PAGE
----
Access count of this item: 127
|Title:||WOMEN'S HOUSEWARES AND THEIR USAGE AMONG THE AARI|
|Publisher:||The Research Committee for African Area Studies, Kyoto University|
|Journal title:||African study monographs. Supplementary issue.|
|Abstract:||The Aari people have invented various objects for utilization in a variety of contexts in their daily lives by appropriating local materials to meet their wants and needs. The new road infrastructure has developed to link the area to the urban, which has increased the number of people travelling including traders, missionaries and government officials to the South Omo Zone and has contributed to the influx of industrial goods such as metal utensils and clothes. This paper describes the conditions surrounding the Aari women's use of exogenous objects used in their livelihood. It reports the results of the preliminary research conducted from August to November in 2010 and August to October in 2011. The survey focused on the lives of married women in Metser Village, South Ari District, South Omo Zone, Southern Nations, Nationalities and Peoples' Region, Ethiopia. By focusing on women from five different backgrounds in terms of religion and age, three main points were revealed. First, food vessels and containers are generally appropriated from exogenous objects, whereas clay pots and agricultural tools are typically appropriated from indigenous objects. This finding implies that women select and utilize some objects in order to familiarize themselves with the objects for exogenous and indigenous use. Second, women of traditional religion and Protestant Christianity women differed in the ways in which they earn money. Women who believe traditional religion have a tendency to use indigenous objects in making alcohol. Third, women who cannot engage in making alcohol because they have converted to Protestantism engage in and sell a non-alcohol-type drink called shaamata, made of germinated maize. These findings imply that women subjectively structure their lives and respond flexibly to the flow of exogenous objects and Protestantism into their lives.|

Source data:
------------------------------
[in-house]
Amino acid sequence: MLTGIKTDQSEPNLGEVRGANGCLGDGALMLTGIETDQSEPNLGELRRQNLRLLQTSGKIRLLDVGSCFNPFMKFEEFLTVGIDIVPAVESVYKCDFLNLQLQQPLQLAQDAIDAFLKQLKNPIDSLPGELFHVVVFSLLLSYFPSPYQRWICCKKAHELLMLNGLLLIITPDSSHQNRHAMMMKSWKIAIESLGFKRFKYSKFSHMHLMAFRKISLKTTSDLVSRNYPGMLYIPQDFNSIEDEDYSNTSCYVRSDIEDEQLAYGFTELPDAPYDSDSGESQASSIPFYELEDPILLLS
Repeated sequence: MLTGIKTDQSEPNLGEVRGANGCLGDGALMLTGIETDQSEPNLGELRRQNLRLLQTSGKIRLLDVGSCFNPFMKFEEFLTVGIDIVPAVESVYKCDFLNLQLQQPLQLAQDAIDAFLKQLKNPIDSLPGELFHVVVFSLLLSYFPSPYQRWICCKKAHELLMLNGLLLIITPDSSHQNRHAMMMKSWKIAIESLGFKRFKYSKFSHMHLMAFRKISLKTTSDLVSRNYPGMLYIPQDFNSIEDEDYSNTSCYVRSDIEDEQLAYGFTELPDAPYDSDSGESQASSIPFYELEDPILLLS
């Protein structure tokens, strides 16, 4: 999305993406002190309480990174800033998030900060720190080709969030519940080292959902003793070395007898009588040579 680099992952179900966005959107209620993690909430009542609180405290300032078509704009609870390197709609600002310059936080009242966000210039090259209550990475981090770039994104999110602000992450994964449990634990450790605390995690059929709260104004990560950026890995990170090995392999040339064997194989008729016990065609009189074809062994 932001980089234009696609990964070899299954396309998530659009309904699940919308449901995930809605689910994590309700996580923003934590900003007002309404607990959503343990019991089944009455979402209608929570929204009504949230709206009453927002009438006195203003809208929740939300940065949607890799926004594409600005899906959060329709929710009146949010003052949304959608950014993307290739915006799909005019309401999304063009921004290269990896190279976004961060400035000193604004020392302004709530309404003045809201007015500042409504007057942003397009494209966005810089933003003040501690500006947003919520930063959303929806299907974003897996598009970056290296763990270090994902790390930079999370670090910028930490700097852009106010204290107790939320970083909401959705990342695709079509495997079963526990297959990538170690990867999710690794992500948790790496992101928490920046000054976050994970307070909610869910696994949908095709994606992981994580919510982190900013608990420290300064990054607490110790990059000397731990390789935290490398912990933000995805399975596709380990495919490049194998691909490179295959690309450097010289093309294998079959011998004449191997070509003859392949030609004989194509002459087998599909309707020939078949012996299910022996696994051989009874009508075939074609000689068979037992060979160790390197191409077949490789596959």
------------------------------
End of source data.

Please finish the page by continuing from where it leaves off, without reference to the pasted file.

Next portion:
|Appears in Collections:||46 (Gender-based Knowledge and Techniques in Africa)|
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